This is a slightly-revised version of Alan’s article published in The Scotsman on March 1st 2016, with thanks to the newspaper for permission to republish here. Journal Editor’s apologies for the lateness of the article appearing here.
November nights end with planets on parade
With the return of earlier and longer nights, astronomy enthusiasts have plenty to observe in November. As in October, though, the real highlight is the parade of bright planets in our eastern morning sky.
The first to appear is Jupiter which rises above Edinburgh’s eastern horizon at 02:04 GMT on the 1st and by 00:35 on the 30th. More conspicuous than any star, it brightens from magnitude -1.8 to -2.0 this month as it moves 4° eastwards in south-eastern Leo. It lies 882 million km away and appears 33 arcseconds wide through a telescope when it stands 4° to the left of the waning Moon on the 6th.
Following close behind Jupiter at present is the even more brilliant Venus. This rises 34 minutes after Jupiter on the 1st and stands 5° below and to its left as they climb 30° into the south-east before dawn. In fact, the two were only 1° apart in a spectacular conjunction on the morning of October 26 and Venus enjoys an even closer meeting with the planet Mars over the first few days of November.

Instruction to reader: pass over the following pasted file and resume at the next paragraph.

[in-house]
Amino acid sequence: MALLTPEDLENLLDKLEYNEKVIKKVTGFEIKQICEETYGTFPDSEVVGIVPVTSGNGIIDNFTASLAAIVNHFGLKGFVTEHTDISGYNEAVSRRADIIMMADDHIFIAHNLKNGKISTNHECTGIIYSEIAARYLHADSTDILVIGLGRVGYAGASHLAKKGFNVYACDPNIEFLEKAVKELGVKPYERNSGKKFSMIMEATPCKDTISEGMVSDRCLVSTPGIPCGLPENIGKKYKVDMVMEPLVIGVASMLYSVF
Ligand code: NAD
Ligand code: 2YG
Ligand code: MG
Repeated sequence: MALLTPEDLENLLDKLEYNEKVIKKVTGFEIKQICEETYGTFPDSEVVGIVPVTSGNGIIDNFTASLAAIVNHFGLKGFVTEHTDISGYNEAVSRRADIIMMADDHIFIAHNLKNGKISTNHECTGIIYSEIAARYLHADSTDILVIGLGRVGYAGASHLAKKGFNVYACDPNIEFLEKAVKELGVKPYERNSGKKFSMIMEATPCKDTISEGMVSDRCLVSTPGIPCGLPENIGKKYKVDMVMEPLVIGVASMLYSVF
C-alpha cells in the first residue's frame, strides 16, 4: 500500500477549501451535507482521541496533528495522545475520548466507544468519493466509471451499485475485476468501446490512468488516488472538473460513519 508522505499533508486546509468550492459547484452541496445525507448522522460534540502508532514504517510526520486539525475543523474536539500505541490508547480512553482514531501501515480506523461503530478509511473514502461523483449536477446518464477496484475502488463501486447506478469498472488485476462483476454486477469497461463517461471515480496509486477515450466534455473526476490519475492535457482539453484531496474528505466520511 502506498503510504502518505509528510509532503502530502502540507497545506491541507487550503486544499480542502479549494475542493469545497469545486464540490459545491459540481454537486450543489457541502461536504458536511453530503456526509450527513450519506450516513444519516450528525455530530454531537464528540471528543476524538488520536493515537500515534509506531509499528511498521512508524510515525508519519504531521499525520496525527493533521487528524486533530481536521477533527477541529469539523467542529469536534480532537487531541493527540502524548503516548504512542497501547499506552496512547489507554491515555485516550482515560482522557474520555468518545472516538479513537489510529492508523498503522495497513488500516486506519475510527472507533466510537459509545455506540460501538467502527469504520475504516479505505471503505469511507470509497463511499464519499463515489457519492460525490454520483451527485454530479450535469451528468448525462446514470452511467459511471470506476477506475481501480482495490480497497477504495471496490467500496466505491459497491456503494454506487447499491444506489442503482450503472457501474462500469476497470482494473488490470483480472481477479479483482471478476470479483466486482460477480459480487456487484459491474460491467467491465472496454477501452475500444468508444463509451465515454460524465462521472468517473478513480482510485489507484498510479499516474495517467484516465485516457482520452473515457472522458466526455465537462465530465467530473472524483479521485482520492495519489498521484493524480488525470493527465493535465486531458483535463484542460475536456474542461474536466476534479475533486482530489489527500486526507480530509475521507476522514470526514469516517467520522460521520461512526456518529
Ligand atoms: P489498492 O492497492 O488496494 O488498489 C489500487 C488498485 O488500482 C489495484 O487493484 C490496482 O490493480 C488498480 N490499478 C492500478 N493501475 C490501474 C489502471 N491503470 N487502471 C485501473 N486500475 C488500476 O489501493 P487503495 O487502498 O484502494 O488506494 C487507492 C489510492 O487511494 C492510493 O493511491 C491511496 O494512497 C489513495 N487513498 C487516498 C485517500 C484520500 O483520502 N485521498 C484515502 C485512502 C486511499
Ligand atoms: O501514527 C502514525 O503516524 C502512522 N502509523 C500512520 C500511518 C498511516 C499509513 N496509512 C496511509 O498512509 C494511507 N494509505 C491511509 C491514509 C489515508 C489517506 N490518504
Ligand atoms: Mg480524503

On the 1st, Venus blazes at magnitude -4.3 and lies 1.1° to the right of Mars, some 250 times fainter at magnitude 1.7. The pair are closest on the 3rd, with Venus only 0.7° (less than two Moon-breadths) below-right of Mars, before Venus races down and to Mars’ left as the morning star sweeps east-south-eastwards through the constellation Virgo. Catch Mars and Venus 2° apart on the 7th as they form a neat triangle with the Moon, a triangle that contains Virgo’s star Zavijava.
Venus lies only 4 arcminutes above-left of the star Zaniah on the 13th, and 1.1° below-left of Porrima on the 18th. The final morning of the month finds it 4° above-left of Virgo’s leading star Spica. By then Mars is 14° above and to the right of Venus and 1.3° below-right of Porrima, while Jupiter is another 19° higher and to their right.
Venus dims slightly to magnitude -4.2 during November, its gibbous disk shrinking as seen through a telescope from 23 to 18 arcseconds as its distance grows from 110 million to 142 million km. Mars improves to magnitude 1.5 and is only 4 arcseconds wide as it approaches from 329 million to 296 million km.
Neither Mercury nor Saturn are observable during November as they reach conjunction on the Sun’s far side on the 17th and 30th respectively.
More than 15° above and to the right of Jupiter is Leo’s leading star Regulus, while curling like a reversed question-mark above this is the Sickle of Leo from which meteors of the Leonids shower diverge between the 15th and 20th. The fastest meteors we see, these streak in all parts of the sky and are expected to be most numerous, albeit with rates of under 20 per hour, during the morning hours of the 18th.